The trailhead at Lake Owen includes a restroom, picnic tables, potable water supply and gravel parking area. A caboose is also on the site along with information reader boards about the railroad. An added treat is the handicap-accessible hiking trail that takes a mile-long path around Lake Owen. A campground and additional parking areas are on the southeast end of the lake and all sites require a day use parking permit.
The trail from Lake Owen to Dry Park is a bit soft, but has a small gravel surface. The terrain is flat to rolling.
The Dry Park trailhead lacks any development or facilities, but has a dirt parking area. There is no fee required to park at this site.
The nearest airport is in Laramie, a half hour drive from the trail on either U.S. Highway 130 or 230.
Denver International Airport is 150 miles away. Driving from Denver can be more economical than flying into Wyoming.

To start at the northern-most trailhead on Dry Creek Road, head west out of Laramie on U.S. Highway 130 and go 22 miles and then turn left onto State Highway 11/WY-11.   Continue 11 miles to the small community of Albany.  Continue on Forest Road through Albany (it becomes FR 500).  After 2.2 miles, turn left (the turn is not well marked) onto Forest Road 513. Continue 2.5 miles and turn left on FR 517.  Continue 1.5 miles. At intersection, go straight to get to Dry Park Trailhead in 0.6 miles or turn left to go to the Lake Owen Trailhead. The Dry Park trailhead is only a wide dirt area along the road; there are no facilities.  Facilities at Lake Owen include a caboose and toilet.

Another option is to follow directions to Woods Creek Trailhead but continue past that trailhead for 1.1 mile FoxPark turn onto FR 512.  Follow road through FoxPark and follow signs  on FR 517. This route is longer to Dry Park and Lake Owen but currently is not as rough as the road out of Albany.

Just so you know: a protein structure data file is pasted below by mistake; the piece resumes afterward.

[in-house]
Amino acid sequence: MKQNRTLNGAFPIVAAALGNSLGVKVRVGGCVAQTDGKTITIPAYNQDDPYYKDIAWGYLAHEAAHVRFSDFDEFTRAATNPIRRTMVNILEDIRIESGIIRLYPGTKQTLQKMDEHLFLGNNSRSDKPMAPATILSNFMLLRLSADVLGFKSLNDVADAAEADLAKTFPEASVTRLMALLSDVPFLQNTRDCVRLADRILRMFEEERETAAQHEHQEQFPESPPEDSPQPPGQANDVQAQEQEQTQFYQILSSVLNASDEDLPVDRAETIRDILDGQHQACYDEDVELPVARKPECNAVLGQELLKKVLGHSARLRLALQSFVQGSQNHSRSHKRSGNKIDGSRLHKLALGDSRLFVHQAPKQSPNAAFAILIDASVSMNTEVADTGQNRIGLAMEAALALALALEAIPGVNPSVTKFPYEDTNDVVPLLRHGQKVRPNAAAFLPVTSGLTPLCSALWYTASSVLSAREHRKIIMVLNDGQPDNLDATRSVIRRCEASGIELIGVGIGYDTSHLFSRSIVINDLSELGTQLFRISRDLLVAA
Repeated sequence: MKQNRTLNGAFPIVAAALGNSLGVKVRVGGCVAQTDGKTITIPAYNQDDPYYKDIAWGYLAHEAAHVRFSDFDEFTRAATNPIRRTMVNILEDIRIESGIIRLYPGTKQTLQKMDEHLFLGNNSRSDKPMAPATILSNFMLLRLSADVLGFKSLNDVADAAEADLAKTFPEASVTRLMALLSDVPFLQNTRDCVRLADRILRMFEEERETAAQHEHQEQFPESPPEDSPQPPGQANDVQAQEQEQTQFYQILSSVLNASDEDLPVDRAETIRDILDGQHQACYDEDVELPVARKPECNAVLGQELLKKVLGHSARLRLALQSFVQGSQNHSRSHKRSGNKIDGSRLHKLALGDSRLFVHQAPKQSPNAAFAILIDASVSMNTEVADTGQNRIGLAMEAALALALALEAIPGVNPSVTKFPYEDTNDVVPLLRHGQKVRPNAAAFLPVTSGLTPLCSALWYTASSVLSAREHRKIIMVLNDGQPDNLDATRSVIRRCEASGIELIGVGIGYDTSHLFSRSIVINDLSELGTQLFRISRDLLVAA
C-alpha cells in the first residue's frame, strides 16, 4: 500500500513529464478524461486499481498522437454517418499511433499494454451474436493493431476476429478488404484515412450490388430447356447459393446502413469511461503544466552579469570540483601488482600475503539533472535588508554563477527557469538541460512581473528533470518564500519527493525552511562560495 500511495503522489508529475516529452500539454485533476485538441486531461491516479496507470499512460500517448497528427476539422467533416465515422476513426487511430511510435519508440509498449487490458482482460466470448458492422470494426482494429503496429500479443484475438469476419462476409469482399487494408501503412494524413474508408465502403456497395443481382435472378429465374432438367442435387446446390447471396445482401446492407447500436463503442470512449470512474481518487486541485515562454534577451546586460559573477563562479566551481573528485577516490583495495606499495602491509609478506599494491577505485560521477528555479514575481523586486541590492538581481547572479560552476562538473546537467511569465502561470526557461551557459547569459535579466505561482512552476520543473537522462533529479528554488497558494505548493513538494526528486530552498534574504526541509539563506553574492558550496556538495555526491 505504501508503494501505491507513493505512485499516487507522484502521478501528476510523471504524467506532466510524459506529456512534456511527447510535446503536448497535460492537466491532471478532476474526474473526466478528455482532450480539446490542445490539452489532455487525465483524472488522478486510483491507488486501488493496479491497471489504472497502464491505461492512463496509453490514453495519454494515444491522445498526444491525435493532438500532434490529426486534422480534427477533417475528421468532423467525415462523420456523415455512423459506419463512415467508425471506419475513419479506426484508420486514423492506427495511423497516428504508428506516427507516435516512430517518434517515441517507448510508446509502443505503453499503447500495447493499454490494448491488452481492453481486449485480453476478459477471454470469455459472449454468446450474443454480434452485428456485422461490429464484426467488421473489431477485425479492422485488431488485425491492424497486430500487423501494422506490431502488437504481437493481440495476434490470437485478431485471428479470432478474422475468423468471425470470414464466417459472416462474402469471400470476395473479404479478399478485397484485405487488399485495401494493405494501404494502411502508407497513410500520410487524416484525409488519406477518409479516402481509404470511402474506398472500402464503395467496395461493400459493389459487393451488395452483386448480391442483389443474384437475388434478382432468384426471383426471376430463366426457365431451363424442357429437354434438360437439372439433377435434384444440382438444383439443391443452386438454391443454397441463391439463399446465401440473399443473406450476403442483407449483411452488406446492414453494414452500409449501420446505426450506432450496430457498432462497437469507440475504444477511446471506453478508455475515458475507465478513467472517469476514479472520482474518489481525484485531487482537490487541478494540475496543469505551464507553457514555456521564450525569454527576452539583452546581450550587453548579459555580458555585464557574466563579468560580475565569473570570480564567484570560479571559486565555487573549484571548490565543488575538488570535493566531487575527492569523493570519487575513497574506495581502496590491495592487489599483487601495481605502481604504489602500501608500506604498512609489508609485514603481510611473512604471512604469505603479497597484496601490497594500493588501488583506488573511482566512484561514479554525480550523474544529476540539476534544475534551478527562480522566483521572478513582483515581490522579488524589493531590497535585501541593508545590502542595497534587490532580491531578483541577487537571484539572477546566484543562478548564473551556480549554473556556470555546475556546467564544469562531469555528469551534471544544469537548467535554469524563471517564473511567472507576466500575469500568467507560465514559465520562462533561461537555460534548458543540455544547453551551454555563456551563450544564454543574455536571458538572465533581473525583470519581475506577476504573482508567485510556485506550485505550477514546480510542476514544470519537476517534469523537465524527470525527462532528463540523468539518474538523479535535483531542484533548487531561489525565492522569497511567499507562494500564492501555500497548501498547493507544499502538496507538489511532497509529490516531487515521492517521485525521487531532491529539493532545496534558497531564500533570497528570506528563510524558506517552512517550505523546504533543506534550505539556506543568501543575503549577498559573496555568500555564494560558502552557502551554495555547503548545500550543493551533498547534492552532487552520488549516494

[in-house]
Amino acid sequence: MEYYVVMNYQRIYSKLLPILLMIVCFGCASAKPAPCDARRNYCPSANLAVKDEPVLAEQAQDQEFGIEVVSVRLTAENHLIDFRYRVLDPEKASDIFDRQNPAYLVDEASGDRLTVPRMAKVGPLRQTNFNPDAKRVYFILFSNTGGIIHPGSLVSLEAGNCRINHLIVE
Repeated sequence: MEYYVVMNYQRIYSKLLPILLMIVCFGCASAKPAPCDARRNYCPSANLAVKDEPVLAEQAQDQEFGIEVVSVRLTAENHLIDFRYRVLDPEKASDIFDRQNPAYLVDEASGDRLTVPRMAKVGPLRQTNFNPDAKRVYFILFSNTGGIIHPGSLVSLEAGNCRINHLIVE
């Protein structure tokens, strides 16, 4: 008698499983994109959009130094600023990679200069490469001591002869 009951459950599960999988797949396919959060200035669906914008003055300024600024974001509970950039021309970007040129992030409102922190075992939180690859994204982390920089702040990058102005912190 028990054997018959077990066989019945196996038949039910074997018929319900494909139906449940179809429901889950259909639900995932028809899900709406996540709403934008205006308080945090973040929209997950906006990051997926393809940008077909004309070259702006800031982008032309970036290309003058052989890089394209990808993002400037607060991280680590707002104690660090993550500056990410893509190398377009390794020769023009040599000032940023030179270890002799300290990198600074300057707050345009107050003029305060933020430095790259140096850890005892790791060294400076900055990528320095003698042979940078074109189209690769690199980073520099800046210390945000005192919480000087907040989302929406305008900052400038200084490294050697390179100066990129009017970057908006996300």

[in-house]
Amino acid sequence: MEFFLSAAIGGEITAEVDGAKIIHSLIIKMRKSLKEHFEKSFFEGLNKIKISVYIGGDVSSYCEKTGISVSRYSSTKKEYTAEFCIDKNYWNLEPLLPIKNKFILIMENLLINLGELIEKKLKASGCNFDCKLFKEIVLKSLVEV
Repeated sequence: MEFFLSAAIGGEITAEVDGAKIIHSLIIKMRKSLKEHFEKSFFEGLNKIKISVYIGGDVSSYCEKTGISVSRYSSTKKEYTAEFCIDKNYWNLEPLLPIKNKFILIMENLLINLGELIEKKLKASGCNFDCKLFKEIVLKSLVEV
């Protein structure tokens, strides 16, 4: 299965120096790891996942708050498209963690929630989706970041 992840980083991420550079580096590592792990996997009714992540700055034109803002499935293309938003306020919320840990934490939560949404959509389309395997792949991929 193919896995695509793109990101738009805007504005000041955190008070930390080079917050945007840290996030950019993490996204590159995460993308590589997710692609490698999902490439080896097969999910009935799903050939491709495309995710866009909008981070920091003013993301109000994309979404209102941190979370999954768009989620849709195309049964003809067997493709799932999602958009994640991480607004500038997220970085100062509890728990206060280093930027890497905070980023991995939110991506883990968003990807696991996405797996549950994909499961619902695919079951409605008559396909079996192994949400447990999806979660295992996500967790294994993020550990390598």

To start at the southern end at the Woods Creek or Pelton Creek trailheads, head out of Laramie on U.S. Highway 230. After 25 miles you’ll enter Medicine Bow National Forest. Continue on the highway another 6.5 miles to the Woods Creek trailhead, located on the south (left) side of the highway. If you prefer to start at the southernmost end point, continue another 7.5 miles down the highway to the Pelton Creek trailhead. Just after crossing the Wyoming-Colorado state line, turn north (right) on Forest Road 898. The trailhead is one mile down this gravel road.

A daily fee ($5) or season pass ($30) is required for parking at the five developed trailheads; parking at the Dry Creek Road trailhead is free.

Trail Information

The rail-trail is marked with mileage posts every mile, but the miles are the distances of the entire historical railway that started in Laramie. All trailheads have parking areas; there are restrooms at all but the Dry Creek Road and Vienna trailheads. Lake Owen is the only site with potable water.
In the snowy months, the ungroomed rail-trail attracts skiers and snowshoers. With an elevation ranging from 8,770 to 9,030 feet, the trail stays wintry well into the spring. Cyclists and horseback riders should wait until mid June to get on the trail, while runners and hikers willing to dodge the occasional snowdrift can get on sooner. Some of the best cycling is in the fall, but trail users should wear orange vests during hunting season—normally the month of October. Full-suspension and hybrid mountain bikes work well on this trail. Motorized vehicles are not permitted.